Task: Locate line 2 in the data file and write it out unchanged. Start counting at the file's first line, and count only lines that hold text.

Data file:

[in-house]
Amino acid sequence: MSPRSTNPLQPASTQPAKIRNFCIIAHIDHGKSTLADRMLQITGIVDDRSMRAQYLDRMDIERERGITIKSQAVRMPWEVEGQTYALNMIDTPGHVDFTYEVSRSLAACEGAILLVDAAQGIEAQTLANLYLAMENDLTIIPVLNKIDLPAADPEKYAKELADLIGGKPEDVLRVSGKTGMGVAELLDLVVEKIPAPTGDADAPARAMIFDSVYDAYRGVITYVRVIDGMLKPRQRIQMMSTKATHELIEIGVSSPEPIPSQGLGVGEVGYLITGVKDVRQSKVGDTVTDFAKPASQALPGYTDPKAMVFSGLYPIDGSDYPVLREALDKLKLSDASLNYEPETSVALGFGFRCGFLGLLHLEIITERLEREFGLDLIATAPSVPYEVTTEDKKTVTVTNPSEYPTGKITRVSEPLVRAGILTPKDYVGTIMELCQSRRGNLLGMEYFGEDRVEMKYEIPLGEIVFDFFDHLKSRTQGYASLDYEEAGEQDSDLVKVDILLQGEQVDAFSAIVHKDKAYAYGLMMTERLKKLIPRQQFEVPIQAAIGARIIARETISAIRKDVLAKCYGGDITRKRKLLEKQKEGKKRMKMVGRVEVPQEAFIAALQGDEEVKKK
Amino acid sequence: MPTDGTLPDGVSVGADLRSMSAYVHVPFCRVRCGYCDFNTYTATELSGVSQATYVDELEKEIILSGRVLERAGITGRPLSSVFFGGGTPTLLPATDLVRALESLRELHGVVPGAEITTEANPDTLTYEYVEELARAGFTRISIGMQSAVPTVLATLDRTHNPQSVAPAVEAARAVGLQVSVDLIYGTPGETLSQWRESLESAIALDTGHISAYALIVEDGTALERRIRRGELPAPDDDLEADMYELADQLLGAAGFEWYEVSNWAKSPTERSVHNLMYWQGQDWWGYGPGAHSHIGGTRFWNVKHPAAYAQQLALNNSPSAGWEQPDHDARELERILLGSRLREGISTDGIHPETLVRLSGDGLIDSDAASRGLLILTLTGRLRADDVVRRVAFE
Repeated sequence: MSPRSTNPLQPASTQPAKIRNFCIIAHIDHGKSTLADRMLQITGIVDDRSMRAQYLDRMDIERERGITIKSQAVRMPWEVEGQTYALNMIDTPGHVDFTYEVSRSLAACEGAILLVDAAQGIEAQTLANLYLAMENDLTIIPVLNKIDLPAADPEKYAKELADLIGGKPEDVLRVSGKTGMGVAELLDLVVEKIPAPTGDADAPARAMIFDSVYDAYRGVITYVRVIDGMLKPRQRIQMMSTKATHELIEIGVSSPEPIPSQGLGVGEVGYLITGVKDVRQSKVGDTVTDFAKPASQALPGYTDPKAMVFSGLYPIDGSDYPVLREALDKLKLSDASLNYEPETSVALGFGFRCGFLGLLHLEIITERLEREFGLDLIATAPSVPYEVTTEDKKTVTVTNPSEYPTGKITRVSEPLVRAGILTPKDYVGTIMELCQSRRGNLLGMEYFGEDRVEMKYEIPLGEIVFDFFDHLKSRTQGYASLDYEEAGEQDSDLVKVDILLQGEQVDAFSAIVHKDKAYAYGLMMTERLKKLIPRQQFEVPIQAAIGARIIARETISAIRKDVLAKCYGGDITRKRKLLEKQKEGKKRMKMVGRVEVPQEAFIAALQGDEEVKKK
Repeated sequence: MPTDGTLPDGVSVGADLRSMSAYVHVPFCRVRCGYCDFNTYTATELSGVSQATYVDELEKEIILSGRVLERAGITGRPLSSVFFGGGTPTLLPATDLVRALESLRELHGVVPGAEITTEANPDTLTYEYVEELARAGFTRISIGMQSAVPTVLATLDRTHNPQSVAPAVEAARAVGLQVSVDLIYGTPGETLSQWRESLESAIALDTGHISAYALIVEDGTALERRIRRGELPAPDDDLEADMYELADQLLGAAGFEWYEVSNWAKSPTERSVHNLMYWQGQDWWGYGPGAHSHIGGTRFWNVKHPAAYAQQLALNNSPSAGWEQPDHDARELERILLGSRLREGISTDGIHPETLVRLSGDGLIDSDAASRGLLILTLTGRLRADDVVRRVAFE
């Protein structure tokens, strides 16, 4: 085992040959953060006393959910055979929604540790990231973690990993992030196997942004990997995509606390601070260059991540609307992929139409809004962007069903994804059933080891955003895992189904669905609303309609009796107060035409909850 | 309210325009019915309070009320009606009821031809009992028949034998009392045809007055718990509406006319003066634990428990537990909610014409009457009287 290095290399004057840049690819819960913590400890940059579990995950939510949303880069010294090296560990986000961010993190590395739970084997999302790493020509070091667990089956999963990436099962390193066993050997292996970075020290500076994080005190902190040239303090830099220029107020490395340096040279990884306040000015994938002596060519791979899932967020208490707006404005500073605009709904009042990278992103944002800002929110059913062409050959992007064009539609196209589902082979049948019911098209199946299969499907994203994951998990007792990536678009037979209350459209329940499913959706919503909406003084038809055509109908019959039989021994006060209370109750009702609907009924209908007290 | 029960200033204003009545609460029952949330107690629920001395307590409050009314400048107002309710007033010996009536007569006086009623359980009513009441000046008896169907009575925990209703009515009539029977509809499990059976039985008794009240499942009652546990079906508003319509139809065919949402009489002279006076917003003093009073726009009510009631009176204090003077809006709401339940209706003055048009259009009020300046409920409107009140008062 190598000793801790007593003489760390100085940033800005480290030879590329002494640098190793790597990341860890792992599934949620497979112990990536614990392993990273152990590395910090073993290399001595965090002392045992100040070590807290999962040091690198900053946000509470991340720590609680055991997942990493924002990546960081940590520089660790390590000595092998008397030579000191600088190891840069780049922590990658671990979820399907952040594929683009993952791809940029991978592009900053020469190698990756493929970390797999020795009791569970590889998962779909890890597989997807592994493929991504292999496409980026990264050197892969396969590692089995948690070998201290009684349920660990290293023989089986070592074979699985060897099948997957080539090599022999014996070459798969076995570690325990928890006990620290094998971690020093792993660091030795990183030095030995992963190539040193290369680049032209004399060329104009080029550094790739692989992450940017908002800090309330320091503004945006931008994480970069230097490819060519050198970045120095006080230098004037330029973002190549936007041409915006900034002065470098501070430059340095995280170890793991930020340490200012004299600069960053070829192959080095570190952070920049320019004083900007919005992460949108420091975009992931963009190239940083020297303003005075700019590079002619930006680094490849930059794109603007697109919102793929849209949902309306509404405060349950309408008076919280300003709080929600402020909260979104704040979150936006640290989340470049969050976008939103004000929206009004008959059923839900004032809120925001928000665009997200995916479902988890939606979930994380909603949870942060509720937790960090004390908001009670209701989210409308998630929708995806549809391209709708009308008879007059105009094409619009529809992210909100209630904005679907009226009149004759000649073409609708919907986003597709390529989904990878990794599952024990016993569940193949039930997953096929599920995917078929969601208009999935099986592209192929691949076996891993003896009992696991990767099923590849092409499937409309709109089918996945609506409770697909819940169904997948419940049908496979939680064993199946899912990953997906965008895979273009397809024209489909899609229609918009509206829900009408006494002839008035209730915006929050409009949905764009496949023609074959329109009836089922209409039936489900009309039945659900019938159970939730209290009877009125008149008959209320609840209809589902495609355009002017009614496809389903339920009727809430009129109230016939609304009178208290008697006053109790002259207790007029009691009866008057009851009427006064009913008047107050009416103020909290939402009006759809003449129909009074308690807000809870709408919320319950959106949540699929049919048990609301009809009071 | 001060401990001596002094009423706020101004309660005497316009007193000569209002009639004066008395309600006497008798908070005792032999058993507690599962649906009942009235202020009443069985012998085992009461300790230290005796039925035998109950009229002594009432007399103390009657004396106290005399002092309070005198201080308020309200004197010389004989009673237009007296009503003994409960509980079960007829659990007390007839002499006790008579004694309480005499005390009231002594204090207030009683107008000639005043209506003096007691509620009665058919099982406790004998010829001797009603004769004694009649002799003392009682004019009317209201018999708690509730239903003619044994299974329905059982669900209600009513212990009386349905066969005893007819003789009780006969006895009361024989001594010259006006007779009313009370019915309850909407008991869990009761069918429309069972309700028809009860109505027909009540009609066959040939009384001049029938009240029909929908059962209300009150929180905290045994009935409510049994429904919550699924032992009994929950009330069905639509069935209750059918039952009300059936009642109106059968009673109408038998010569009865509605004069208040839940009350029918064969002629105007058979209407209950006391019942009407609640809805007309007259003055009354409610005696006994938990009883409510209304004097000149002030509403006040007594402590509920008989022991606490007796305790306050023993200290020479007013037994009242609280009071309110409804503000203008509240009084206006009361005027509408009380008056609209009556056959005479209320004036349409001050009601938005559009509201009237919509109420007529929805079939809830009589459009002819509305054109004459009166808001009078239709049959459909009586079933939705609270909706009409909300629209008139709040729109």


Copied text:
Amino acid sequence: MSPRSTNPLQPASTQPAKIRNFCIIAHIDHGKSTLADRMLQITGIVDDRSMRAQYLDRMDIERERGITIKSQAVRMPWEVEGQTYALNMIDTPGHVDFTYEVSRSLAACEGAILLVDAAQGIEAQTLANLYLAMENDLTIIPVLNKIDLPAADPEKYAKELADLIGGKPEDVLRVSGKTGMGVAELLDLVVEKIPAPTGDADAPARAMIFDSVYDAYRGVITYVRVIDGMLKPRQRIQMMSTKATHELIEIGVSSPEPIPSQGLGVGEVGYLITGVKDVRQSKVGDTVTDFAKPASQALPGYTDPKAMVFSGLYPIDGSDYPVLREALDKLKLSDASLNYEPETSVALGFGFRCGFLGLLHLEIITERLEREFGLDLIATAPSVPYEVTTEDKKTVTVTNPSEYPTGKITRVSEPLVRAGILTPKDYVGTIMELCQSRRGNLLGMEYFGEDRVEMKYEIPLGEIVFDFFDHLKSRTQGYASLDYEEAGEQDSDLVKVDILLQGEQVDAFSAIVHKDKAYAYGLMMTERLKKLIPRQQFEVPIQAAIGARIIARETISAIRKDVLAKCYGGDITRKRKLLEKQKEGKKRMKMVGRVEVPQEAFIAALQGDEEVKKK